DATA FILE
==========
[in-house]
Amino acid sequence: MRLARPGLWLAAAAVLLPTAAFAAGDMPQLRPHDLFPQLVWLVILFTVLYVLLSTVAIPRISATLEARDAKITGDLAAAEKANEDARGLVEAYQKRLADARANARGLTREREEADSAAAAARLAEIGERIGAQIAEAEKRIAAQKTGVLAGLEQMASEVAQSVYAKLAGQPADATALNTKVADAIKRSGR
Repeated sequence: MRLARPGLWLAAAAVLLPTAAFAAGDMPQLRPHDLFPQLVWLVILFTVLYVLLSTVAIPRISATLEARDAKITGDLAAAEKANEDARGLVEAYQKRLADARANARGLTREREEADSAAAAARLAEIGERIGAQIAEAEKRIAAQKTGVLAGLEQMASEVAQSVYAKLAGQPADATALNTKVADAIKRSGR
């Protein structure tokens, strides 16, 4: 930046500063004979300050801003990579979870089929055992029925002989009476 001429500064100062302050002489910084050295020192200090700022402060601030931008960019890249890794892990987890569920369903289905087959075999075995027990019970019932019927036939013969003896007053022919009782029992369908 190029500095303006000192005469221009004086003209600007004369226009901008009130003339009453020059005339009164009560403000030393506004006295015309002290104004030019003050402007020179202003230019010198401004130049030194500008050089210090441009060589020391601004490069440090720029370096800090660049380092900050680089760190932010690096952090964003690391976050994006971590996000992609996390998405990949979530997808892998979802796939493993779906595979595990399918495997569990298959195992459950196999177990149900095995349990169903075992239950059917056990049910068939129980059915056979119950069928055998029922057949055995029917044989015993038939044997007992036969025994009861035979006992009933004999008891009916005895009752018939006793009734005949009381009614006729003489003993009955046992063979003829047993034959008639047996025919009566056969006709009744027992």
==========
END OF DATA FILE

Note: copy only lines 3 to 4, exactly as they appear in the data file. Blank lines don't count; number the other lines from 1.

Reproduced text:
Repeated sequence: MRLARPGLWLAAAAVLLPTAAFAAGDMPQLRPHDLFPQLVWLVILFTVLYVLLSTVAIPRISATLEARDAKITGDLAAAEKANEDARGLVEAYQKRLADARANARGLTREREEADSAAAAARLAEIGERIGAQIAEAEKRIAAQKTGVLAGLEQMASEVAQSVYAKLAGQPADATALNTKVADAIKRSGR
């Protein structure tokens, strides 16, 4: 930046500063004979300050801003990579979870089929055992029925002989009476 001429500064100062302050002489910084050295020192200090700022402060601030931008960019890249890794892990987890569920369903289905087959075999075995027990019970019932019927036939013969003896007053022919009782029992369908 190029500095303006000192005469221009004086003209600007004369226009901008009130003339009453020059005339009164009560403000030393506004006295015309002290104004030019003050402007020179202003230019010198401004130049030194500008050089210090441009060589020391601004490069440090720029370096800090660049380092900050680089760190932010690096952090964003690391976050994006971590996000992609996390998405990949979530997808892998979802796939493993779906595979595990399918495997569990298959195992459950196999177990149900095995349990169903075992239950059917056990049910068939129980059915056979119950069928055998029922057949055995029917044989015993038939044997007992036969025994009861035979006992009933004999008891009916005895009752018939006793009734005949009381009614006729003489003993009955046992063979003829047993034959008639047996025919009566056969006709009744027992």